So to summarize, the New Hampshire polling currently reveals a clear frontrunner with double the support of the second place candidate, followed by a cluster of four candidates with meaningful support, all of whose supporters detest that frontrunner and like each of the other candidates in the cluster. The front runner on the other hand, is well liked only by the supporters of a fifth member of the 10-15% group. To be extremely clear, this does not demonstrate that there are two “lanes” of support—the mythical Establishment-outsider split. There are meaningful ideological differences between Bush, Christie, Kasich, and Rubio, and there is no “Establishment” voting bloc. Rubio, for his part, polls much better among Trump and Cruz supporters than those of the other three. What is does make clear, however, is that there is a clear ideological and attitudinal spilt among the top candidates that is manifesting itself in the way voters view them. A lot of people like Trump, and a lot of people dislike him. It just so happens that those who view him unfavorably in New Hampshire are evenly distributed among four different candidates.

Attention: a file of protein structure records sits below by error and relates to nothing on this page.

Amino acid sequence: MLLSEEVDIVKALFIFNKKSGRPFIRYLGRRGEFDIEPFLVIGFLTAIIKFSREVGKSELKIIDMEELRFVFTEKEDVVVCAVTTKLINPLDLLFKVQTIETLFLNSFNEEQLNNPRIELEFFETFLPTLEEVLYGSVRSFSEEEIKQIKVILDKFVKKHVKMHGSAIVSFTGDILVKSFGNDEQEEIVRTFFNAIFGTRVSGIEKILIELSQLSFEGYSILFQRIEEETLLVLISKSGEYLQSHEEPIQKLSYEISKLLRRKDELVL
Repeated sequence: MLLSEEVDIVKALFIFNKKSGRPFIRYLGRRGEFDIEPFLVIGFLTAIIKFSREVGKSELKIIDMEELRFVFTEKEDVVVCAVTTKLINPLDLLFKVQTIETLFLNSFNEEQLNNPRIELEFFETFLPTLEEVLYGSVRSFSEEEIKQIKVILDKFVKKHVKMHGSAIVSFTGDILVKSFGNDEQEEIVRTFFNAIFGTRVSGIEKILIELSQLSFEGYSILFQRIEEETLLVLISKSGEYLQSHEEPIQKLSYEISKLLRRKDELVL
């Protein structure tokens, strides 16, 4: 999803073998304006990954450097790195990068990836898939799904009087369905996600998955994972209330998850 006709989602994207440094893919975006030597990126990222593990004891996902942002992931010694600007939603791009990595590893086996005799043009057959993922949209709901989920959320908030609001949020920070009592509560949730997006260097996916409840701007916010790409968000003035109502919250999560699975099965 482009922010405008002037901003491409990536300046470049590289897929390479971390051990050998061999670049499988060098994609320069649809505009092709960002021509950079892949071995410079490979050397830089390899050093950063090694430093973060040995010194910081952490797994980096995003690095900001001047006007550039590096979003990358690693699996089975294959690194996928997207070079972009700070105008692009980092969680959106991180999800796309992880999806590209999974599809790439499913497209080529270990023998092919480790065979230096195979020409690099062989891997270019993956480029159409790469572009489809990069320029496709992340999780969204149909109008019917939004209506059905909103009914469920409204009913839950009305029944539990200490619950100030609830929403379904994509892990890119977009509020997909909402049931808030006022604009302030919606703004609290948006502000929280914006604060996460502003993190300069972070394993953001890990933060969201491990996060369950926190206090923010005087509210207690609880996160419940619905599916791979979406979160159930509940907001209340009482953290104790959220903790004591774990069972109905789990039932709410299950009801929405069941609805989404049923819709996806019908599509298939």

This terrain is simply a starker crystallization of the scenario pundits have pointed to for the last few months—that Trump’s rise presents a classic collective action problem. In September, Nate Cohn of the New York Times identified this dynamic: “every group argues that someone else ought to do the work of taking him down.” In October, Perry Bacon of NBC News echoed this sentiment; there is “a strong incentive to have Trump attacked, but not a single major part of the GOP motivated to do it.” Indeed, while Trump is reviled by party leaders and disliked by many non-Trump supporters, it is to no one’s individual electoral advantage that they be the one to take him on. Even more problematic for those who dislike Trump, the unusually large horde of candidates this election cycle has worked to dilute the anti-Trump vote, such that it exists, which, combined with Trump’s strong plurality, has created an incentive for struggling candidates to remain in the race and continue to cause that dilution. Why, after all, 5% might put you only a small surge away from second.